On Friday, June 4, 1886, U. S. Deputy Marshalls raided Hooperville, Davis/Weber County, Utah, and arrested William W. Galbraith on a charge of unlawfull co-habitation. He was taken to Salt Lake City and placed under bonds. [William may have been courting his fourth wife, Lillian "Lilly" Powell, the grandniece of 1858 founder of the settlement "Hoopersville" now known as "Hooper", William Henry Hooper.]
On Wednesday, September 22, 1886, in Third District Court, William W. Galbraith, of South Hooper, Davis County, Utah, charged with unlawful cohabition, plead guilty, and was sentenced by Judge Zane with six month imprisonment and $300. fine.
4th Marriage- On January 27, 1888, Lillian Eva Powell married William Wilkie Galbraith in Logan, Cache County, Utah, as his fourth wife. "Lilly" was born on December 2, 1866 in Portswood, Hampshire, England to Edward Powell and Ann Hooper. Lilly died the 31 January 1929 in Blanding, San Juan County, Utah.
Lilly and William had four sons: Edmund Powell Galbraith 1889, Wallace Powell Galbraith 1891, Douglas Powell Galbraith 1893, Melvin Powell Galbraith 1896, all four were born in Colonia Diaz, Chihuahua, Mexico .
In 1890 George M. Brown, Esq., formerly a practicing lawyer in Provo, Utah, moved his two families to Colonia Diaz and opened a store on Main Street. A long building housed the store in a center room and his families lived on each side. Four years later the store was for sale and on August 16, 1894 Bishop Johnson called a meeting to discuss the advisability of the town buying it on a co-operative basis. Since the year's crops were the best ever and more money had changed hands than usual, he felt that now was the time to act. However, he explained that they would need $500. to $1,000. to purchase it. Brother [Patrick Calhoun] Haynie reported that the goods could be bought at a reduction of fifty percent on the show case goods, and thirty-three and one-half percent on the rest and the unopened goods at cost plus freight, the die was cast and the peole began by donating fifty dollars. Other investors were: William D. Johnson, both senior and junion, Anton Frederickson, Erastus Beck, Abraham Acord (Uncle Abe), J.H. Earl, Joseph B. Jackson, I.W. Pierce, and others. These people donated $646. The Relief Society sisters then canvassed the town and returned with $371. A board of directors then drew up a set of by-laws and the following officers were elected: William D. Johnson Jr., President; Joseph B. Jackson, Vice President; and Simon Hansen, Secretary, of the Diaz Co-operative Mercantile Institution" Brothers Haynie and Wilson were commissioned to make the purchase and to rent the building on Main Street just west of the school. For a time the children were more interested in the store than in the school and the clerk, William Laws, was always thankful when the school bell calle the children back to classes.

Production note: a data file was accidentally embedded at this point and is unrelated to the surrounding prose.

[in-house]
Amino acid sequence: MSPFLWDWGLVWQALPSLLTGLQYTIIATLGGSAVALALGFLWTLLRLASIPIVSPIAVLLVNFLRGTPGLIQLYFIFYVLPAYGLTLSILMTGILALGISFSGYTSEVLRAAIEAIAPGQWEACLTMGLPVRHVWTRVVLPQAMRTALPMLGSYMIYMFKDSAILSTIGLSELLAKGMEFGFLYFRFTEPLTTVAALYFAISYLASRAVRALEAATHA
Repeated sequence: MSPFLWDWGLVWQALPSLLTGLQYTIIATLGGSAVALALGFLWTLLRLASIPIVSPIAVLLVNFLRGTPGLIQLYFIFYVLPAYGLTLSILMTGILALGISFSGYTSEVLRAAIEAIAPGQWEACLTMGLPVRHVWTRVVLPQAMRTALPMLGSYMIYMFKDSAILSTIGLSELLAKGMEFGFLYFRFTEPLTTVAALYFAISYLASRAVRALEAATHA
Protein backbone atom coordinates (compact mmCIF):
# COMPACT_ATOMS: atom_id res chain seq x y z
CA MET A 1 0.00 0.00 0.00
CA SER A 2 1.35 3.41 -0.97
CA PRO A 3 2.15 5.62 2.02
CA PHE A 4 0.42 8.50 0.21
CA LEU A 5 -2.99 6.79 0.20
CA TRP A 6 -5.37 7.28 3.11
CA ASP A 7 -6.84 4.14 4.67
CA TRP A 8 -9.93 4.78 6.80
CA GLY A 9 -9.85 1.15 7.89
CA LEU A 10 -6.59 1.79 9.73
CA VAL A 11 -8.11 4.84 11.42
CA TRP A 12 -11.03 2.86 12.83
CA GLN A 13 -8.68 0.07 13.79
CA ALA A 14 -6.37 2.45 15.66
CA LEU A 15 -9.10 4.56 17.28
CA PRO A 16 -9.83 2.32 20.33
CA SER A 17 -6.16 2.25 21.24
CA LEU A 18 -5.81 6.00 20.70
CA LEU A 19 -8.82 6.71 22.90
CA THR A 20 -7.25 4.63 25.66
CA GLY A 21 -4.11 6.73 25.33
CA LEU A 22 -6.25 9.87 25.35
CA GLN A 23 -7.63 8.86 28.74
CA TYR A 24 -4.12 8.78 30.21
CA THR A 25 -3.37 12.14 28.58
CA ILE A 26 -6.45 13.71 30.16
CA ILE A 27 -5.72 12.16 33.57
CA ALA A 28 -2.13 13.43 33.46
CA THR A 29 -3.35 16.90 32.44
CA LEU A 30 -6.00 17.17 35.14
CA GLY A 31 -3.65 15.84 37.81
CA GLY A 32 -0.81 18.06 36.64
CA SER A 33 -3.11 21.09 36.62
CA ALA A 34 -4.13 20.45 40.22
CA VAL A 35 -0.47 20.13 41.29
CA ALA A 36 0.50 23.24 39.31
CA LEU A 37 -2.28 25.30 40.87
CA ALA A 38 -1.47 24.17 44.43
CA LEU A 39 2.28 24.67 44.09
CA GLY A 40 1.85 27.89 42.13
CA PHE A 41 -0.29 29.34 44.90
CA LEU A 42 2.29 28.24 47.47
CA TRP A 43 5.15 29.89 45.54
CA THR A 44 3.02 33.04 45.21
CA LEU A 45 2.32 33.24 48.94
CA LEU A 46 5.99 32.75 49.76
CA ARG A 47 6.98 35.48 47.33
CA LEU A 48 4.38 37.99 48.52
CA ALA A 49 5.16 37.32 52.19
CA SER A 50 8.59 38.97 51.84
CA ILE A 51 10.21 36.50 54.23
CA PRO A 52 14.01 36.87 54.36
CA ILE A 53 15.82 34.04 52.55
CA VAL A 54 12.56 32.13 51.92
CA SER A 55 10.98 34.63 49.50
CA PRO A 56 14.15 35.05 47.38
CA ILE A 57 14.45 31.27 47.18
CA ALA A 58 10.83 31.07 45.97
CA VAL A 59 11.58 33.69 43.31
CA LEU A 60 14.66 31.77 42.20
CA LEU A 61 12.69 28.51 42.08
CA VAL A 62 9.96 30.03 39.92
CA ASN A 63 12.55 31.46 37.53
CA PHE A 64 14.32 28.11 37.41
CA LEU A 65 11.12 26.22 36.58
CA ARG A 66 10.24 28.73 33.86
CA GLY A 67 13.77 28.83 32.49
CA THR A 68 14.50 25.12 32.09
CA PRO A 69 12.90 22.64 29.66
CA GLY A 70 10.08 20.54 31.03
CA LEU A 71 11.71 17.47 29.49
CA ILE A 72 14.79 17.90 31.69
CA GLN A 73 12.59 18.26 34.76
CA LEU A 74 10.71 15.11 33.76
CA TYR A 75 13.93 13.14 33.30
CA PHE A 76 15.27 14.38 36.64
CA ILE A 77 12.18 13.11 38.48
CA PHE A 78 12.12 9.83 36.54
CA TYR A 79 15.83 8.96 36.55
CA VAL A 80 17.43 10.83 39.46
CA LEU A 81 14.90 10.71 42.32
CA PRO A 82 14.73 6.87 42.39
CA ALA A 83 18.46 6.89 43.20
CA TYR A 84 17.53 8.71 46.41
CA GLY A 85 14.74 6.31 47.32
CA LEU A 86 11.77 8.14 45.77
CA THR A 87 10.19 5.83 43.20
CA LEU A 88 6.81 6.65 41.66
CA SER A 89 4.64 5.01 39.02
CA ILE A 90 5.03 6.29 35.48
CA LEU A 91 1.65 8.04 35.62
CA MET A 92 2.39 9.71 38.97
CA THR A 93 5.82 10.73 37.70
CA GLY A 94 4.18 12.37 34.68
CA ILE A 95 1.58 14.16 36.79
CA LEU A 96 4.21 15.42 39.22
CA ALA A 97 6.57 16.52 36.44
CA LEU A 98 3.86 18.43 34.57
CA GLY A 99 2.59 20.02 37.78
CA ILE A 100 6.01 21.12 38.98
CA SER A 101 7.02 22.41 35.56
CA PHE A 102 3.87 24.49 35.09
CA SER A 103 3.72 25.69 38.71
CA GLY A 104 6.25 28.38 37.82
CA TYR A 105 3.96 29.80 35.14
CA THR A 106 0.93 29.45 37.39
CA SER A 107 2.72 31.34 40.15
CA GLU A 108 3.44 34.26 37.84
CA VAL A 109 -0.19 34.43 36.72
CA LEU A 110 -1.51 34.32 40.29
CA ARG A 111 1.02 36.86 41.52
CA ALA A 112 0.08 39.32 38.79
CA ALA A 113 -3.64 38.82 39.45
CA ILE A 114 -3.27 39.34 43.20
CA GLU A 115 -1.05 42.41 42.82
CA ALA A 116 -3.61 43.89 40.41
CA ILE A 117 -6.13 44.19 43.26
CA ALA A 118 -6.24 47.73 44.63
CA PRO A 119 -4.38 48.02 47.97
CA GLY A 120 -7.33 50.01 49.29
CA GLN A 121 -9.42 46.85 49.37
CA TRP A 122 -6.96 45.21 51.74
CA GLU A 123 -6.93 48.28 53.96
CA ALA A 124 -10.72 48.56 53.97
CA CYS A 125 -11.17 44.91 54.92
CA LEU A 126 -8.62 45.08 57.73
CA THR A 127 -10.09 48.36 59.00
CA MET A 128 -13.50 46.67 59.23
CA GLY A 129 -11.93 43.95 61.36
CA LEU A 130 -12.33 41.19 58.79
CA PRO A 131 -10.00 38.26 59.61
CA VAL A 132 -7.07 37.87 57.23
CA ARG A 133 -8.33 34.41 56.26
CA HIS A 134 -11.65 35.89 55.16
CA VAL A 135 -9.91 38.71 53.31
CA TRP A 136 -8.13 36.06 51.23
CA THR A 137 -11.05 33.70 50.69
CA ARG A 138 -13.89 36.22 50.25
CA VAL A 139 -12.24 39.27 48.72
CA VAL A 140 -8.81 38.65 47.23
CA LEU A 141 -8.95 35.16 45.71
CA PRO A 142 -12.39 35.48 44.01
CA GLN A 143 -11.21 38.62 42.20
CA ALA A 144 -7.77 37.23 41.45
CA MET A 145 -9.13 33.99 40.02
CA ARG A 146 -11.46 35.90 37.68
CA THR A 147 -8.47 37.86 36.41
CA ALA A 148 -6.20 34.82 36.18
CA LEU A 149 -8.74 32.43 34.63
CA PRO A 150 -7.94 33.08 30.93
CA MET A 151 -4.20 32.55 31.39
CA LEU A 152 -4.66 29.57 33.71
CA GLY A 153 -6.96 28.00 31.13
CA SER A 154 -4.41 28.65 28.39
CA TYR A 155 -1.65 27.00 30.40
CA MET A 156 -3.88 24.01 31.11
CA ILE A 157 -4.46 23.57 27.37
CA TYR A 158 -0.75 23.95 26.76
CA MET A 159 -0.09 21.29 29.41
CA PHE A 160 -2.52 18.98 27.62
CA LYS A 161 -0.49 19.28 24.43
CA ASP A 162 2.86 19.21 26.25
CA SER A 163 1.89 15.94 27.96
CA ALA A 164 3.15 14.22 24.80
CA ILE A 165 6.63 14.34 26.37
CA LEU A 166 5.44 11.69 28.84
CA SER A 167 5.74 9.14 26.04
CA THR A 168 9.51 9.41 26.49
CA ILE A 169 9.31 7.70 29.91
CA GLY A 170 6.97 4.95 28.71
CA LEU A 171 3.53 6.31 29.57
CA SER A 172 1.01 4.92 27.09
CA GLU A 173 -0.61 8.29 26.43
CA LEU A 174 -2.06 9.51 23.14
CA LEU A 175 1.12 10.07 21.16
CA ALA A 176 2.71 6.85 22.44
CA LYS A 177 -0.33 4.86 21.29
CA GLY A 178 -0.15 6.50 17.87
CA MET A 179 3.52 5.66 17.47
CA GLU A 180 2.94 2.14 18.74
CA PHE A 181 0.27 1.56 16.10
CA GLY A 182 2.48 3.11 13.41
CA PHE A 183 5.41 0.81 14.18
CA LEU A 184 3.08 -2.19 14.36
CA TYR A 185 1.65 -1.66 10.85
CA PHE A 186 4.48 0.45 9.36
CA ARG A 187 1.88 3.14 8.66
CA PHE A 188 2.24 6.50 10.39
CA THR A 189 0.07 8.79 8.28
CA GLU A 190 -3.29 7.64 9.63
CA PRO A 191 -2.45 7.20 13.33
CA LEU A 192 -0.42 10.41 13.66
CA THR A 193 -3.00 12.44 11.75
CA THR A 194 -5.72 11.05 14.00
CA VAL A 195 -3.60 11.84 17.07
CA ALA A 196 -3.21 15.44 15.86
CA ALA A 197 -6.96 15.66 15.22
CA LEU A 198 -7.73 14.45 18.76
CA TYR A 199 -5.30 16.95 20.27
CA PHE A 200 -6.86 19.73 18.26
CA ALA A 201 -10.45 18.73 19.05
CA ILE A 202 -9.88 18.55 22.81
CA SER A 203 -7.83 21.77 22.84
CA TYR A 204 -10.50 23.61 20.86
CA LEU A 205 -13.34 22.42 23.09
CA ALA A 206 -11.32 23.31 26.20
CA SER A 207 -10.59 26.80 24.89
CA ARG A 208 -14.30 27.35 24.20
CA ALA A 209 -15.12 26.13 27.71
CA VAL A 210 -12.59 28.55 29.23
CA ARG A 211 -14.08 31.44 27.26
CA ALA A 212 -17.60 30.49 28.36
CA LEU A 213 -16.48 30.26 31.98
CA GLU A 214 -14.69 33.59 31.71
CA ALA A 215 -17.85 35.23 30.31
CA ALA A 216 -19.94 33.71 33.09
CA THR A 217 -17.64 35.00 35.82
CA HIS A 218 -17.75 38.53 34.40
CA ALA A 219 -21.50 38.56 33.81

After some time William W. Galbraith bought the store by repaying each donor that he had invested plus interest on his money. Galbraith moved his wife, Lilly Powell Galbraith, in back of the store into a house whose patio boasted an elderberry tree, unique in the town